Bakhmut (Ukrainian: Бахму́т, pronounced [bɐxˈmut]) is a city and the administrative centre of Bakhmut Raion in the Donetsk Oblast of Ukraine. It is located on the Bakhmutka River about 89 km away from the administrative center of the Donetsk Oblast, Donetsk. Population: 71,094 (2022 est.)[3]

Бахмутская Земська Управа.jpg
Храм Всех Святых (Бахмут).jpg
Artemivs'kyi district, Donetsk Oblast, Ukraine - panoramio (4).jpg
Flag of Bakhmut
Coat of arms of Bakhmut
Bakhmut is located in Donetsk Oblast
Bakhmut is located in Ukraine
Coordinates: 48°35′41″N 38°0′3″E / 48.59472°N 38.00083°E / 48.59472; 38.00083Coordinates: 48°35′41″N 38°0′3″E / 48.59472°N 38.00083°E / 48.59472; 38.00083
Country Ukraine
Oblast Donetsk Oblast
RaionBakhmut Raion
Foundedbefore 1571
City rights1783[1]
 • MayorOleksiy Reva [uk; ru] (since 1990)[2]
41.6 km2 (16.1 sq mi)
200 m (700 ft)

From 1924 to 2016, the city was called Artemivsk (Ukrainian: Артемівськ) or Artyomovsk (Russian: Артёмовск). On 4 February 2016 the Verkhovna Rada of Ukraine confirmed the name change of the city by returning to the original one.[4][5] Prior to 2020, when the designation was abolished, Bakhmut was designated a "city of regional significance" (Ukrainian: місто обласного значення, misto oblasnoho znachennya).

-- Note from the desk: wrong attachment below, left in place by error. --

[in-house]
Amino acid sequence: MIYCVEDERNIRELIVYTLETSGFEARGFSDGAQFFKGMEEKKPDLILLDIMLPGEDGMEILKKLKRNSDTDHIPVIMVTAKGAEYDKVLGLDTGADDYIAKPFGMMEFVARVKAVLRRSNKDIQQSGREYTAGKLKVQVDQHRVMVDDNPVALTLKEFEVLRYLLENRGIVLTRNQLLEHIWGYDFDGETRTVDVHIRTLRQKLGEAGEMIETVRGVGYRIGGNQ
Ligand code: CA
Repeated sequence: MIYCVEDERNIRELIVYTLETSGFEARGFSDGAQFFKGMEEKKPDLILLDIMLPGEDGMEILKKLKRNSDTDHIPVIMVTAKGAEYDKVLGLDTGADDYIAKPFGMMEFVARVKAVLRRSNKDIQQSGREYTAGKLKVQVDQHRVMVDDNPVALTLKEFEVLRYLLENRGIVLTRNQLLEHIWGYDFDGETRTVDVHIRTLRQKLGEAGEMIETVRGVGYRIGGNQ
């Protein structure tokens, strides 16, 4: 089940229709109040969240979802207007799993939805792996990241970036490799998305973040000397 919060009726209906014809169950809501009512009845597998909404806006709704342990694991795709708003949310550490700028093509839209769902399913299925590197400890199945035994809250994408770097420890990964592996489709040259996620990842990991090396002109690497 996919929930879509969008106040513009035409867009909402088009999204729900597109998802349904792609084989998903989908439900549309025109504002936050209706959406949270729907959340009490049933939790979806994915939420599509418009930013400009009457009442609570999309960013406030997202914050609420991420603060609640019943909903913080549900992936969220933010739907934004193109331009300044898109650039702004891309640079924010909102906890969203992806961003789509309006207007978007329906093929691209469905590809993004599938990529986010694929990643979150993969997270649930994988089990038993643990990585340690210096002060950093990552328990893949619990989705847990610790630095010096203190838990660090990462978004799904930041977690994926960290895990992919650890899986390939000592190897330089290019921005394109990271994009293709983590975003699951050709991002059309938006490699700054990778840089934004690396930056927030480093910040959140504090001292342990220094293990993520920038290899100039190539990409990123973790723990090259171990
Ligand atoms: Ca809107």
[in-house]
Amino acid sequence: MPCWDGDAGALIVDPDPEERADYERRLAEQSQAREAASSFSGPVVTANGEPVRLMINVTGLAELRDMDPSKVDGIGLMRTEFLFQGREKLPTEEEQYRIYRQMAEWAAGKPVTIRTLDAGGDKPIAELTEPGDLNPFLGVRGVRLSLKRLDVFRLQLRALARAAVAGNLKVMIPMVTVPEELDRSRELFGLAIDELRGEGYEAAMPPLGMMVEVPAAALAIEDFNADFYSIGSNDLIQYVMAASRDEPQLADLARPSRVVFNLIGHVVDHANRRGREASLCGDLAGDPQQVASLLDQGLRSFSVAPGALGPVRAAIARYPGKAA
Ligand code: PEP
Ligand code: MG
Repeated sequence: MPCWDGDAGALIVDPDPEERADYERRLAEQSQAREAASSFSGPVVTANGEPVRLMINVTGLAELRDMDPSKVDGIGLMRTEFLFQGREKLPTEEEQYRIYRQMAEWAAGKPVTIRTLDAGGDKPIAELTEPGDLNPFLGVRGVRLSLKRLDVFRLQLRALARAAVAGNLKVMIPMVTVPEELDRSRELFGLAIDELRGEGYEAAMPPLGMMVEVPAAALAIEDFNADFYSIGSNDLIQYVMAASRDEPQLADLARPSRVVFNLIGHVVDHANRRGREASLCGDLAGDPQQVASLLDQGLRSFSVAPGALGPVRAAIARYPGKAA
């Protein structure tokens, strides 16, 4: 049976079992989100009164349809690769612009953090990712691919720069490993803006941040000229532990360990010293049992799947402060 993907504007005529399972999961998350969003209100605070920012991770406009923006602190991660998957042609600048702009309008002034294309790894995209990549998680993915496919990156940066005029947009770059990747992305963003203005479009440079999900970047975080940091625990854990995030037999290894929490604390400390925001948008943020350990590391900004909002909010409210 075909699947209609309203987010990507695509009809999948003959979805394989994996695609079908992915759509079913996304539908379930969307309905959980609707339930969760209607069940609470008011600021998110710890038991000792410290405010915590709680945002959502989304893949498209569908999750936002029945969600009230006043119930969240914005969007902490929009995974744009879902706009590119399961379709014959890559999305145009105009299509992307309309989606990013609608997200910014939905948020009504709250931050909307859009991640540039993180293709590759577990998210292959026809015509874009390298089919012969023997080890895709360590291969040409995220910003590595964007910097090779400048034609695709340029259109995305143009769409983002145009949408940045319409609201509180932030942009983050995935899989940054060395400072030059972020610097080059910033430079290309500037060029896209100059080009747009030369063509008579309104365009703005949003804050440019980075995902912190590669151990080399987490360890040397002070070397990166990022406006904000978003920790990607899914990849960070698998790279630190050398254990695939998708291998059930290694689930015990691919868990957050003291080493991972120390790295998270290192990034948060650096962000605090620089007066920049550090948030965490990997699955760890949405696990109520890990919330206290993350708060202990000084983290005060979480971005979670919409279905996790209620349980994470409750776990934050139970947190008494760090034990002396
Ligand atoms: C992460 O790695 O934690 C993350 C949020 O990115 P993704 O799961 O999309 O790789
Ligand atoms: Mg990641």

Bakhmut was the capital of Slavo-Serbia, which was established by Serbian migrants from Austria. In 1920–24, the city was an administrative center of Donets Governorate of the Ukrainian SSR.

Historical map of Bakhmut and its fortifications
Freedom Square in Bakhmut
Former gymnasium
Railway institute building
Old bank building
Downtown Bakhmut
City council
Soviet-built microdistrict


There is a theory that the origin of the word "Bakhmut" is a distorted version of the word "Muhammad"/"Mahmud" in Turkish/Tatar. Another theory is that a similar variant of the same word means "salt water". In both cases, the name of the city is considered to be associated with the former Turkish/Tatar possession of the surrounding lands.[6]


There is evidence of prior settlement in 1556, but the first official mention of Bakhmut dates from 1571. The settlement was described then as a guard-fort (storozha) named after the nearby Bakhmutka River, a tributary of the Seversky Donets River, and located at the mouth of a stream called the Chornyi Zherebets.[7] The origin of the name Bakhmut is uncertain, but it may come from the Tatar name Mahmud or Mahmet.[7]